Stop Rushing Through Halloween, My Favorite Holiday Season


What happened to Halloween? It’s not even here yet and it’s over. The decorations are fading, the costumes are sold out and the candy is eaten (at least mine is — although that’s a given in any year).

This year, we’re full-on into Christmas. We used to at least get Thanksgiving in there. But who has time to be thankful when we are busy making out our lists of everything we want from Santa?

Don’t get me wrong — I love Christmas. It’s just that three months of it is a bit much. And I used to like shopping early, but now that Amazon has pledged to instantly provide everything every person needs for the holiday, I’d rather sit back and watch harried drivers fling things onto porches right up until Christmas morning. (“Mommy, was that Santa’s sleigh I heard screeching?” “No, sweetie, that was the Amazon delivery guy taking the corner at top speed.”)

But back to Halloween. I, of course, am a fan of how things were done in “the good ol’ days” when kids in ill-fitting masks, wearing homemade costumes that were often black in color, would dart across streets without looking both ways (nor even one) to zip across lawns, breathlessly yelling, “Trick or treat!” at every door as they tried to get to every house in the neighborhood before a) their legs gave out or b) their little sister caught up with them.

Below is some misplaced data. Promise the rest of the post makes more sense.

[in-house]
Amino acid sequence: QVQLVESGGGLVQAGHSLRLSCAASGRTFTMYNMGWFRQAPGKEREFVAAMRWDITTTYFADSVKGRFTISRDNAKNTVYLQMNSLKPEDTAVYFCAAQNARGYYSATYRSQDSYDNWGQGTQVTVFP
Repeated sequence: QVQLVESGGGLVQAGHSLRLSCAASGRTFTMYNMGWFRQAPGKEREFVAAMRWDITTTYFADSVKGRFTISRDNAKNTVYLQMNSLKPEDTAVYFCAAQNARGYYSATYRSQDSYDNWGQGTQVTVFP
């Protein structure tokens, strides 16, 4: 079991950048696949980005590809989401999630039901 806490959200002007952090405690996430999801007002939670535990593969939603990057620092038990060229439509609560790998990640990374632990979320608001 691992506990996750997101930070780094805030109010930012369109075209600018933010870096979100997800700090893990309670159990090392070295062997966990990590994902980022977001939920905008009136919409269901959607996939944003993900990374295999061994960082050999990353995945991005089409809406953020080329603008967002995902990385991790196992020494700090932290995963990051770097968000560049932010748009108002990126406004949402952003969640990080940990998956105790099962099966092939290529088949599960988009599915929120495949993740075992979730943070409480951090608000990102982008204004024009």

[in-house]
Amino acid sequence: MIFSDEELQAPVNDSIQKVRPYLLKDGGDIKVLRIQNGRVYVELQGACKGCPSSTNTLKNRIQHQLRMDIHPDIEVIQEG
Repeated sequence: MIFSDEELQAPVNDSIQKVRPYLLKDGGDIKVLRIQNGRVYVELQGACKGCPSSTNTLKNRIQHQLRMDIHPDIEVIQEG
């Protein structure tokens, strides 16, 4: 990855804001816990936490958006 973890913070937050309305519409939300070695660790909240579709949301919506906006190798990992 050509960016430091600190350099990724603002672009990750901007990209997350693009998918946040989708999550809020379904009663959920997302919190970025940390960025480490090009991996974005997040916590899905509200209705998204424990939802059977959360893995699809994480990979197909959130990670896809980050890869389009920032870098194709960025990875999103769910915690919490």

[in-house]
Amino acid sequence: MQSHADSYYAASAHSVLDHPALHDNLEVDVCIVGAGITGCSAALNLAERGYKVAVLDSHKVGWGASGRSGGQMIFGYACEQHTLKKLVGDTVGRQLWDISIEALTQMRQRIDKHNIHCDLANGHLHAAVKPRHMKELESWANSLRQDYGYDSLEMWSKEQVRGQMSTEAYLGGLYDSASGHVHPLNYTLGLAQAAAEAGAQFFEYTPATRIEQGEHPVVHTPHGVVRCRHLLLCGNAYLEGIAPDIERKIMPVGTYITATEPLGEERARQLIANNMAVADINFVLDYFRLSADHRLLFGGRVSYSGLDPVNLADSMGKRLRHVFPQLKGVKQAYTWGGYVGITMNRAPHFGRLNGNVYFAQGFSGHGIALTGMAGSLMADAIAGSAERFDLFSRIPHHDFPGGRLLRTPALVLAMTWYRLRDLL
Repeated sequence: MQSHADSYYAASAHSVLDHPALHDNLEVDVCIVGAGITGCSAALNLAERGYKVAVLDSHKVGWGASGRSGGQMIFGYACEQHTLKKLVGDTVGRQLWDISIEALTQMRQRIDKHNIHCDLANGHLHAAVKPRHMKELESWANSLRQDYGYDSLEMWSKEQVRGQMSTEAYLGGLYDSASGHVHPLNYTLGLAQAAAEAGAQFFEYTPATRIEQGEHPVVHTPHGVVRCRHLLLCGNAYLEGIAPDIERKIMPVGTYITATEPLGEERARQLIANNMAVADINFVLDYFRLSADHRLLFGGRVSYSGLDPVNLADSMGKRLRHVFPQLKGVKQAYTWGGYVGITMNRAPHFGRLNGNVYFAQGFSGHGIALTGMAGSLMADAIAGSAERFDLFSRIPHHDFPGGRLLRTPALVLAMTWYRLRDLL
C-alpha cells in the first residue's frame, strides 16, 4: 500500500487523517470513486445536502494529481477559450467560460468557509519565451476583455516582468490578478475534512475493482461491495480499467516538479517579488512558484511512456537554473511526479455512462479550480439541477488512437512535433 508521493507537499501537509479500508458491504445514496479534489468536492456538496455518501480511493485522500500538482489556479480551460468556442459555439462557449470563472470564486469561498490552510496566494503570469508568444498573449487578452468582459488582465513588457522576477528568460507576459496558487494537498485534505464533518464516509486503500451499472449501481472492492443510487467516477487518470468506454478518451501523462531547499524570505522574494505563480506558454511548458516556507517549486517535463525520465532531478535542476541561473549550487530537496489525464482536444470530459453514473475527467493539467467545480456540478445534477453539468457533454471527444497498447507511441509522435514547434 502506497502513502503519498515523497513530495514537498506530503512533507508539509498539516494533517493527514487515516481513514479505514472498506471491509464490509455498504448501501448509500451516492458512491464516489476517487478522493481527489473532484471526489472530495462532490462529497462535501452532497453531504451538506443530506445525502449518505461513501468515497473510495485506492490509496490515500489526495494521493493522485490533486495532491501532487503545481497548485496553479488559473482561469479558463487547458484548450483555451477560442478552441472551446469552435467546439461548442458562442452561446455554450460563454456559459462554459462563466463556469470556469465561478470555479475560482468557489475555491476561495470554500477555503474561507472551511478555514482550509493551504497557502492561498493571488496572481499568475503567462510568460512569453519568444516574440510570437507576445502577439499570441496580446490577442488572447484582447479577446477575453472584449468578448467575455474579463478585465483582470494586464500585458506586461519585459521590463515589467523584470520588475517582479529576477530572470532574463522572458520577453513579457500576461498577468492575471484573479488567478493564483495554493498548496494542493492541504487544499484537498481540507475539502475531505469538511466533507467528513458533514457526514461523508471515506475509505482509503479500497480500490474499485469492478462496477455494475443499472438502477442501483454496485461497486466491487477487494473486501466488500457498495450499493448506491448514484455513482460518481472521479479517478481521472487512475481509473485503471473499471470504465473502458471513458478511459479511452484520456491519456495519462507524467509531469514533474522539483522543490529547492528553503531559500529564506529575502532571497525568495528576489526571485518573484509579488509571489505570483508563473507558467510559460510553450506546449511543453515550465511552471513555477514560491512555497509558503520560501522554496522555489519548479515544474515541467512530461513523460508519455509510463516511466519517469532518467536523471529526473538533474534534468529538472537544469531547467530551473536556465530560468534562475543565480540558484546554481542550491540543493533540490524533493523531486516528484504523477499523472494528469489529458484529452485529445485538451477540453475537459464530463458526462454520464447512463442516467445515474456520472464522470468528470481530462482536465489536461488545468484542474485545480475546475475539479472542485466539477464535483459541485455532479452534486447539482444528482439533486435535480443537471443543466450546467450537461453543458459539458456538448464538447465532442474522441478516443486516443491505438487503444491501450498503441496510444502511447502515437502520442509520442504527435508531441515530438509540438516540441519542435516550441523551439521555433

We did this because, at least at my house, candy was not freely given, there were no drive-through lanes dispensing orange milkshakes for a month, and we were virtually dependent upon the good will of our parents for every morsel of sugar that came our way.

Except on Halloween.

Ever hopeful and overly ambitious, we used pillowcases instead of treat bags. Come to think of it, I’m not sure the ubiquitous orange plastic pumpkin bucket had even been invented yet. Whatever. We’d grab our bags and run, skip, walk, trudge and, finally, limp door-to-door until the neighbors were claiming they were out of candy and asking, “Are you even from around here?” Then we’d drag ourselves home to count, sort and trade.

We’d pull the apples out of our bags first, generously telling mom she could make a pie (as if we didn’t have two apple trees in our backyard), then “go for the gold” — those miniature chocolate bars prized by both children and dieters (each of us falsely telling ourselves we will eat only one per day). When our mother asked nicely, we would share our horde (even the chocolate bars!) no doubt hoping she’d remember these acts of generosity at the end of November when we caught her with a half-eaten Snickers.

Oh, yes. By the end of November our pillow sack of candy was g-o-n-e. In fact, it was gone by Nov. 19. Which, in a child’s eyes, is why Thanksgiving was created — to fill in the gap between Halloween treat bags and goodie-filled Christmas stockings. Myself, I’m partial to those adorable Russell Stover foil-wrapped turkeys.

Not that they’re foil-wrapped for long.